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Top 5 Strategies for Stakeholder Engagement

By Marilee Sulewski | June 22, 2020

Projects with multiple stakeholder groups present a unique challenge to owners and their project management teams due to their potential conflicting priorities. It is important to understand each stakeholder group’s specific wants or needs and how those requirements work or conflict with other stakeholders’ objectives. Stakeholder engagement is a way to openly discuss a proposed project, to identify potential challenges and opportunities, and to build consensus within the collective user groups.

Here are five strategies owners should expect their project management teams to employ as part of a successful stakeholder engagement plan:

1. Know your audience

If possible, know as much about your stakeholder participants as possible. What organizations do they represent? What are their roles? How old are they? This information should inform how you prepare your engagement activities and communication style. A project that will be used primarily by students and young adults, for example, will have a very different engagement strategy than one that focuses on seniors’ care or a government facility.

2. Prepare your participants

Introduce yourself by email to participants before the event and circulate a prepared questionnaire to get them thinking about some of the topics up for discussion. Questions can focus on the proposed project’s long-term goals, objectives and uses, as well as how the building/project/initiative will improve the current situation. This helps participants clarify their “vision” for the end deliverable, and better prepares them to describe and work toward that vision during the engagement session.

3. Frame the discussion

Instead of an agenda, structure the event around a series of progressive questions that lead participants through the planning thought process (i.e. identify a problem you’d like to solve, brainstorm possible solutions, pick one solution and describe how you would implement it, describe some of the challenges you may encounter etc.). The overall planning process can seem overwhelming at first but by breaking it down into smaller components, participants can focus on each element separately without losing sight of the overall objective.

4. Make it interactive

Plan activities that get people moving around and interacting with different participants throughout the event. For example, you can take participants back to elementary school by providing art supplies and encouraging them to draw or build something that conveys their ideas. Organize brainstorming discussions with smaller groups and have each group write their thoughts on poster boards and present them to the larger group. This will allow all participants to have a voice, even if they are not comfortable speaking in front of a large group.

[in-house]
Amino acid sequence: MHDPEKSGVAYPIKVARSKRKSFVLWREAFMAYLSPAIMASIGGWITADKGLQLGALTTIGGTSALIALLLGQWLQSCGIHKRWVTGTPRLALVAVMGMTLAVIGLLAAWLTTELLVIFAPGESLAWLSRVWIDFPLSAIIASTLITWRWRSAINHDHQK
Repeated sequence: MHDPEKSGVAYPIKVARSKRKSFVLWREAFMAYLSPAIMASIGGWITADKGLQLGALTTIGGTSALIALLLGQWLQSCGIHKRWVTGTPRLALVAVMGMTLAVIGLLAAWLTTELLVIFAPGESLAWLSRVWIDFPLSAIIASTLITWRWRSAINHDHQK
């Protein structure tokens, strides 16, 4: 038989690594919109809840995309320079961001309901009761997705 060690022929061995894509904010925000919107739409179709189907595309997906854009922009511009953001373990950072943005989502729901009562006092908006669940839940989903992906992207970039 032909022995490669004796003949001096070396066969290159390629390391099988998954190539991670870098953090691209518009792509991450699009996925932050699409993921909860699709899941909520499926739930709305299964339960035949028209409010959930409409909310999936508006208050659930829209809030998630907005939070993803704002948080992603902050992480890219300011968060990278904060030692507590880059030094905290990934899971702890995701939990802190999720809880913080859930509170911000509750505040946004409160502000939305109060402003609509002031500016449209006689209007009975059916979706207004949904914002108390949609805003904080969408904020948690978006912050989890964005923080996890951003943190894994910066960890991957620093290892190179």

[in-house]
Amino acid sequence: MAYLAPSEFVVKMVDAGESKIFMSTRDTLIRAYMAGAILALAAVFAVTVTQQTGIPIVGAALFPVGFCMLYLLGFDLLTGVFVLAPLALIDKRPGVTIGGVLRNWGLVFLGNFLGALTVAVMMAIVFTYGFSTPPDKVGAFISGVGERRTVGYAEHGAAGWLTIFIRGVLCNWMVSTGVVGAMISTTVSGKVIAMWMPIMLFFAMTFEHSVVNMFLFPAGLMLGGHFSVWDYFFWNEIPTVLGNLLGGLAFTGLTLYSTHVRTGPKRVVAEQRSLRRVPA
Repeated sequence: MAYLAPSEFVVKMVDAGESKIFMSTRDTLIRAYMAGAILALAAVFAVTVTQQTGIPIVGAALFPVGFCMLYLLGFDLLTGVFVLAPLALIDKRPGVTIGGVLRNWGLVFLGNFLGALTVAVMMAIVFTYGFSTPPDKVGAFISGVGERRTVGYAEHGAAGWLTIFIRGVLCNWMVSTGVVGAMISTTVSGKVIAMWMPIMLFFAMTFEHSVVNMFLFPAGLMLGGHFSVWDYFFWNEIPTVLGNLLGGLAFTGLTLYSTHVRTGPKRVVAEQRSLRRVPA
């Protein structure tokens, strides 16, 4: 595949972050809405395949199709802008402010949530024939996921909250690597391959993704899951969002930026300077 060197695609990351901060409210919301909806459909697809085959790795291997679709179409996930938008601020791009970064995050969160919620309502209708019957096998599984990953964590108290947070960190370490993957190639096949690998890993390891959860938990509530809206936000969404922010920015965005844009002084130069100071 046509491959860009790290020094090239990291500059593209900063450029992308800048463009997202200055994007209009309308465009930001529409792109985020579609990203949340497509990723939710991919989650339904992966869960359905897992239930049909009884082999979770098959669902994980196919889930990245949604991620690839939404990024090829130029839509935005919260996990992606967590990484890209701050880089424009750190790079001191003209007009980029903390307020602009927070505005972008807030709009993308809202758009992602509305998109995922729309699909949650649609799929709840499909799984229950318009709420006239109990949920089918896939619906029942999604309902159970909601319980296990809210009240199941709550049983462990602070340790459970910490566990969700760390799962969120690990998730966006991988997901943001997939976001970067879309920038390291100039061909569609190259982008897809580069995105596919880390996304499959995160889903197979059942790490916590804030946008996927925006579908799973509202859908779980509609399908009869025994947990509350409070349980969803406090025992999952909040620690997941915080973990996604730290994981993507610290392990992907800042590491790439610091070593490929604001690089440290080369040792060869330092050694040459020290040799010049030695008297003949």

5. Get people talking

Provide opportunities for people to speak as part of smaller groups and the larger group. This can be done through group discussions, activity stations, presentations, brainstorming, and other formats. If you can, identify individuals beforehand that may prefer to stay in the background and find ways for them to participate, such as by asking them to take notes or pass out props and materials. Never underestimate the power of food to get people talking. Breaking for snacks, coffee and tea, and other refreshments encourages participants to move around and make conversation with others, leading to increased engagement and the sharing of ideas.

While current physical distancing restrictions do limit the type and size of public engagement activities, alternative engagement strategies such as online surveys, social media activities, online design charrettes, video interviews and online discussions can be used and have proven very successful in the current environment. Video conferencing platforms offer the option of splitting participants into multiple, smaller groups for portions of the engagement event, and to screenshare content. These online platforms also have a chat option for comments or questions and can be videotaped and shared with a broader group if required.

The goal of any stakeholder engagement activity is to collect information that will inform decisions about a project and to facilitate consensus despite conflicting stakeholder needs. By using these strategies, project managers can engage with stakeholder groups in a dynamic and effective way to gather the information required to deliver a project that meets (or exceeds!) expectations.